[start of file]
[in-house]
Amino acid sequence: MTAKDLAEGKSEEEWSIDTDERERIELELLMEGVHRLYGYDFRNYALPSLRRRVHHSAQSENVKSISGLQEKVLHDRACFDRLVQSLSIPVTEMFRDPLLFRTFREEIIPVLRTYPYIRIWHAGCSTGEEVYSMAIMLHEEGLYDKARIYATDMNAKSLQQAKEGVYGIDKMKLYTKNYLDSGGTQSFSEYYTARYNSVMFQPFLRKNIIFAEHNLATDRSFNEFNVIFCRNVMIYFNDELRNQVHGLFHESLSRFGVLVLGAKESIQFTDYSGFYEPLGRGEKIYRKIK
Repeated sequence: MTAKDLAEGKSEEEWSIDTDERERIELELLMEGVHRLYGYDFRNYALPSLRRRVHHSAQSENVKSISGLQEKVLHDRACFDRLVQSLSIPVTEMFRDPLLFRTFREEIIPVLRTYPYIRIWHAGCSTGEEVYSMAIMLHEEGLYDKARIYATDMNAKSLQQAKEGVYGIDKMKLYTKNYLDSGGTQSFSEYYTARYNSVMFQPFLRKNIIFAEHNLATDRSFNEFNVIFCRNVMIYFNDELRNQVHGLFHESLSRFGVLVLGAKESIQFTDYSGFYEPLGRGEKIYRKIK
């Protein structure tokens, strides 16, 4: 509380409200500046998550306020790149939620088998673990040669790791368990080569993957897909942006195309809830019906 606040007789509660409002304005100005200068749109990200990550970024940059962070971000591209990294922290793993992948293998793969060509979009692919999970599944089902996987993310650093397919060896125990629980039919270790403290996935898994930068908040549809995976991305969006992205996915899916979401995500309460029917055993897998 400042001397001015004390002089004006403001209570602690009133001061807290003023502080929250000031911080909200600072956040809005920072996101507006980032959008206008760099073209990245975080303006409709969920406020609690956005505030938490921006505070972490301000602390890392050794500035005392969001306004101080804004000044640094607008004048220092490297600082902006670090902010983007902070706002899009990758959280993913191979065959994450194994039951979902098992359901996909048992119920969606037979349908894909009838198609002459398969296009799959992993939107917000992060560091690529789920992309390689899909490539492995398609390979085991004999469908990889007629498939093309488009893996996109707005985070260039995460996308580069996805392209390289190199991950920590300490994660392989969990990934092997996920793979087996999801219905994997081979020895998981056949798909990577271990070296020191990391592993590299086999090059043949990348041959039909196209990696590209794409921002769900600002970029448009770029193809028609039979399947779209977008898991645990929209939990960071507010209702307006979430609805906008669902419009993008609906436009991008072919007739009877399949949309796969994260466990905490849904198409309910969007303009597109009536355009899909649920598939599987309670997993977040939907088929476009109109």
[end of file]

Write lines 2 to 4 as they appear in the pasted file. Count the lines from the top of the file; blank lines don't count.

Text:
Amino acid sequence: MTAKDLAEGKSEEEWSIDTDERERIELELLMEGVHRLYGYDFRNYALPSLRRRVHHSAQSENVKSISGLQEKVLHDRACFDRLVQSLSIPVTEMFRDPLLFRTFREEIIPVLRTYPYIRIWHAGCSTGEEVYSMAIMLHEEGLYDKARIYATDMNAKSLQQAKEGVYGIDKMKLYTKNYLDSGGTQSFSEYYTARYNSVMFQPFLRKNIIFAEHNLATDRSFNEFNVIFCRNVMIYFNDELRNQVHGLFHESLSRFGVLVLGAKESIQFTDYSGFYEPLGRGEKIYRKIK
Repeated sequence: MTAKDLAEGKSEEEWSIDTDERERIELELLMEGVHRLYGYDFRNYALPSLRRRVHHSAQSENVKSISGLQEKVLHDRACFDRLVQSLSIPVTEMFRDPLLFRTFREEIIPVLRTYPYIRIWHAGCSTGEEVYSMAIMLHEEGLYDKARIYATDMNAKSLQQAKEGVYGIDKMKLYTKNYLDSGGTQSFSEYYTARYNSVMFQPFLRKNIIFAEHNLATDRSFNEFNVIFCRNVMIYFNDELRNQVHGLFHESLSRFGVLVLGAKESIQFTDYSGFYEPLGRGEKIYRKIK
């Protein structure tokens, strides 16, 4: 509380409200500046998550306020790149939620088998673990040669790791368990080569993957897909942006195309809830019906 606040007789509660409002304005100005200068749109990200990550970024940059962070971000591209990294922290793993992948293998793969060509979009692919999970599944089902996987993310650093397919060896125990629980039919270790403290996935898994930068908040549809995976991305969006992205996915899916979401995500309460029917055993897998 400042001397001015004390002089004006403001209570602690009133001061807290003023502080929250000031911080909200600072956040809005920072996101507006980032959008206008760099073209990245975080303006409709969920406020609690956005505030938490921006505070972490301000602390890392050794500035005392969001306004101080804004000044640094607008004048220092490297600082902006670090902010983007902070706002899009990758959280993913191979065959994450194994039951979902098992359901996909048992119920969606037979349908894909009838198609002459398969296009799959992993939107917000992060560091690529789920992309390689899909490539492995398609390979085991004999469908990889007629498939093309488009893996996109707005985070260039995460996308580069996805392209390289190199991950920590300490994660392989969990990934092997996920793979087996999801219905994997081979020895998981056949798909990577271990070296020191990391592993590299086999090059043949990348041959039909196209990696590209794409921002769900600002970029448009770029193809028609039979399947779209977008898991645990929209939990960071507010209702307006979430609805906008669902419009993008609906436009991008072919007739009877399949949309796969994260466990905490849904198409309910969007303009597109009536355009899909649920598939599987309670997993977040939907088929476009109109």